Supreme Court Takes Up Slayer Suit Against Secret Solstice Festival

slayer lawsuit secret solstice iceland

Iceland’s Supreme Court has accepted an appeal by American thrash metal band Slayer against the organisers of the Secret Solstice festival.

Slayer performed at the 2018 festival and allege that they were never paid for their performance.

In a 2020 ruling, organisers of Secret Solstice were ordered by a Reykjavík district court to pay a sum of ISK 20 million (USD 138,900; EUR 143,800) to Slayer. Despite some ambiguity in communications regarding the payment, it was determined that Slayer should be compensated with the personal assets of the organisers.

Read more: Former Secret Solstice Organiser Bankrupt

However, earlier this year, the decision was revisited by the National Court, which then acquitted Live Events, the former organisers.

With the former organisers in bankruptcy, representatives from Slayer have claimed that assets were misused during the bankruptcy, and that there is precedent for payment obligation in such cases. After the festival’s bankruptcy, it was sold to several different legal entities. Confusion arose after public statements by one of the directors of Live Events, which claimed that all debts would be settled. Now, the Supreme Court of Iceland is taking up the case.

Central to the case is whether the statement in question was general in nature, or whether it constituted a binding contract.

The Supreme Court has taken up the case partly because it believes that the case will have broader importance in setting precedent in cases of payment obligation with multiple debtors.

Power Outage for Half of Iceland Over Weekend

iceland power outage

Yesterday, September 25, half of Iceland was without power due an outage whose cause still remains unknown. Areas of Iceland affected include from Blönduós to Höfn, the entirety of northern and eastern Iceland. Such a widespread power outage is nearly unprecedented.

The power outage began around noon yesterday and is said to have last two hours in most regions and up to three in others.

A public Facebook announcement by Landsnet regarding the outages can be seen below.

The power outage was caused by a disruption to the Fljótsdal line, which runs from the Alcoa aluminum smelter to Kárahnjúkavirkjun. The cause of the damage is not known at this time.

In a statement to RÚV, Steinunn Þorsteinsdóttir, information officer at Landsnet, stated that the Fljótsdal line created a chain reaction, resulting in the widespread outages.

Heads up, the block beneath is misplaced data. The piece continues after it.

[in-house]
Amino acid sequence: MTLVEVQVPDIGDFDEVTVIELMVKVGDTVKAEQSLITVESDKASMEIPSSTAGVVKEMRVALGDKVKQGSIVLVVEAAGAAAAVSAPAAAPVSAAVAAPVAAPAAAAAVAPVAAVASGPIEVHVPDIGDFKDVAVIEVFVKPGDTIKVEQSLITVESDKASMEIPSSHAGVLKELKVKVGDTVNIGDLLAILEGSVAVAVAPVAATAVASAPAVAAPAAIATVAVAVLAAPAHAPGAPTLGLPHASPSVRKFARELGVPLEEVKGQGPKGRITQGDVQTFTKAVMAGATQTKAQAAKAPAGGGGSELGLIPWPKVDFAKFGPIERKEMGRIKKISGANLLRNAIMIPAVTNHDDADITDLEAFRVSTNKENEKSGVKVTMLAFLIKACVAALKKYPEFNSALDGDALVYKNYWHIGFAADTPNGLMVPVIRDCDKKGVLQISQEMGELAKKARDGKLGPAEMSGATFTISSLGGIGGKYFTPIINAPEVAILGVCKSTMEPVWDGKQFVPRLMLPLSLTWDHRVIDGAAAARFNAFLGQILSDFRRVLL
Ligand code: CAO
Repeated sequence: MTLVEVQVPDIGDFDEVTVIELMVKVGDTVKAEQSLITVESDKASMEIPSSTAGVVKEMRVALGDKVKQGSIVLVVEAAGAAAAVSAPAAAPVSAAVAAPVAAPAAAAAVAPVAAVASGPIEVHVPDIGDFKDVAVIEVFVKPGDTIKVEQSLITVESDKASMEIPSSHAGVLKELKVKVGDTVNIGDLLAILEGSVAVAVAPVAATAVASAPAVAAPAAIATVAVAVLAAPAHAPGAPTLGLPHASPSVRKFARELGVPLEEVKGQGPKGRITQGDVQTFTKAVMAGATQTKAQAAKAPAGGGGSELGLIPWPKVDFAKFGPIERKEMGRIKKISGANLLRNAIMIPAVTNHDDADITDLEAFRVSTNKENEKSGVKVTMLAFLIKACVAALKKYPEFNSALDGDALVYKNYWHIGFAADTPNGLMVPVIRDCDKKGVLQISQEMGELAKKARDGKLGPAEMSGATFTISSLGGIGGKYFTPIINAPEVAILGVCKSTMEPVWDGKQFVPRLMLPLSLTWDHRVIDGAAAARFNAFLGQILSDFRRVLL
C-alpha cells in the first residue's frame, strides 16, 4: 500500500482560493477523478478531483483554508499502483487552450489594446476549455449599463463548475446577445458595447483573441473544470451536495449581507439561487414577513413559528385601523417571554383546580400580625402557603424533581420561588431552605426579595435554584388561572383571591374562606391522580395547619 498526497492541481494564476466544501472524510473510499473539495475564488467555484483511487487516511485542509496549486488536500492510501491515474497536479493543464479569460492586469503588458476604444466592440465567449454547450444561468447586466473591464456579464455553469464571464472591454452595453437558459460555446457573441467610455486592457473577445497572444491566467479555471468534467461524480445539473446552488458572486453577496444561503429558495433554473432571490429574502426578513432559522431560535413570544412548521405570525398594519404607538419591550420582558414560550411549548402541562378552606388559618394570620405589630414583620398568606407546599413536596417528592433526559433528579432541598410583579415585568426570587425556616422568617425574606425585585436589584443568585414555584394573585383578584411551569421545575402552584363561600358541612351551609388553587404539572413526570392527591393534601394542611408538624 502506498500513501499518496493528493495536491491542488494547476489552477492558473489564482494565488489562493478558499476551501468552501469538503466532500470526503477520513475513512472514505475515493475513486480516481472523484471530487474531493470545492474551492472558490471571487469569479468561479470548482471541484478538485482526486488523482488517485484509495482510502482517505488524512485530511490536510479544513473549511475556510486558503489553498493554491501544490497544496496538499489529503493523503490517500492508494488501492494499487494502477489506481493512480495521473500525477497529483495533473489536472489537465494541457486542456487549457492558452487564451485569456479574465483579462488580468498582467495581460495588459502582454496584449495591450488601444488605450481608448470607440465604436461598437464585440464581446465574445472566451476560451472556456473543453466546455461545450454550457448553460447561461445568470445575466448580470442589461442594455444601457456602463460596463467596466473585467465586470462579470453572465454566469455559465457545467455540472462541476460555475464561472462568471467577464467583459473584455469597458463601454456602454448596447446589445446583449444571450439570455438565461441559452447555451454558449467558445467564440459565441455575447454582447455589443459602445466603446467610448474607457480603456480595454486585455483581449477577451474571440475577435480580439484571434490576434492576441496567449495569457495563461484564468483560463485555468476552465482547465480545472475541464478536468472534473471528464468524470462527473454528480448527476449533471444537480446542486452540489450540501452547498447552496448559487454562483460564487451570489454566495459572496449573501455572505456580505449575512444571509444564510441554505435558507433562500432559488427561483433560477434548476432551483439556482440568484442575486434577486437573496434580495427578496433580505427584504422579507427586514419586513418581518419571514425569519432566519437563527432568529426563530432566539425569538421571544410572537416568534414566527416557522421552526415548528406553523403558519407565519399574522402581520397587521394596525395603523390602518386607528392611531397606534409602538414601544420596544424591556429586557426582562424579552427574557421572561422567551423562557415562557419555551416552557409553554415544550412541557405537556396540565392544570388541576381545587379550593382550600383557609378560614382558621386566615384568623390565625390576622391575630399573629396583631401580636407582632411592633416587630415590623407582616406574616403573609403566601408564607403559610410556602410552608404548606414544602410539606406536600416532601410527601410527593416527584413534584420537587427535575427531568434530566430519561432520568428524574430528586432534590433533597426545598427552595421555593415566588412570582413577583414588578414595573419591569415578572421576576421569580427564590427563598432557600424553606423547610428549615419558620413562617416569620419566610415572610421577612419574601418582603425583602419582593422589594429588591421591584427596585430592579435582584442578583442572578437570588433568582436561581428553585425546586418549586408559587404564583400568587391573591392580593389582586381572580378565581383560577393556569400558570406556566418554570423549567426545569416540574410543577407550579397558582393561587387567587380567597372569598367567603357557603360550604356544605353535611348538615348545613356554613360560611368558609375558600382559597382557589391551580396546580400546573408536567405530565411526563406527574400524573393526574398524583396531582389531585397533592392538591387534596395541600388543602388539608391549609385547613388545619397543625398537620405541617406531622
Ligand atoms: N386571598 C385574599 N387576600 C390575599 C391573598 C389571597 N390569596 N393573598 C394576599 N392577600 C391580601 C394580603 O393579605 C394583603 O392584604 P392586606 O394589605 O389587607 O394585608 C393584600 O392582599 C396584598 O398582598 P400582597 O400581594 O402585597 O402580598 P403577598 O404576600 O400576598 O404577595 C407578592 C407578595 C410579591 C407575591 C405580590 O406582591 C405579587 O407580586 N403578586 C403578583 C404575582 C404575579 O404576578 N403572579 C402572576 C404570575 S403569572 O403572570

“It’s not very often we have nearly half the country without power at once,” she said. Alcoa aluminum smelter is also reported to have been offline during the outages.

“At this stage, we don’t know exactly what happened,” Steinunn said. “Our priority was to bring the electricity back to the area. Now that it’s back on, it’s time to take a look at what happened.”

Flooding in Akureyri, Storms Hit North and East Iceland Over Weekend

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Storms over the weekend have left much of Akureyri flooded. Streets affected include Norðurgata, Gránufélagsgata, and Eiðsvallagata.

The flooding followed bad storms which shook much of Iceland over the weekend, leaving considerable property damage in their wake.

In a public statement on Facebook, the North Iceland police force have asked residents to not travel unnecessarily, and to not drive in the streets.

Much of the country was under yellow and orange weather warnings over the weekend, with especially bad conditions in the east and southeast. The East Fjords were under a rare red weather warning, with recorded wind speeds up to 64m/s (143 mph).

In a statement to Morgunblaðið, chairman of the regional board of rescue teams in East Iceland Sveinn Halldór Zoëga said he “doesn’t remember such extensive damage.” In the east, Seyðisfjörður and Reyðarfjörður were hit especially hard, with dramatic photos of the damage being shared on social media.

Search and rescue teams were busy, with Sveinn reporting some 50 calls near Seyðisfjörður and Reyðarfjörður. In total, some 200 search and rescue calls went out over the weekend, with 350 volunteers at work. Although extensive property damage was reported, no one is reported to have been injured in the storms.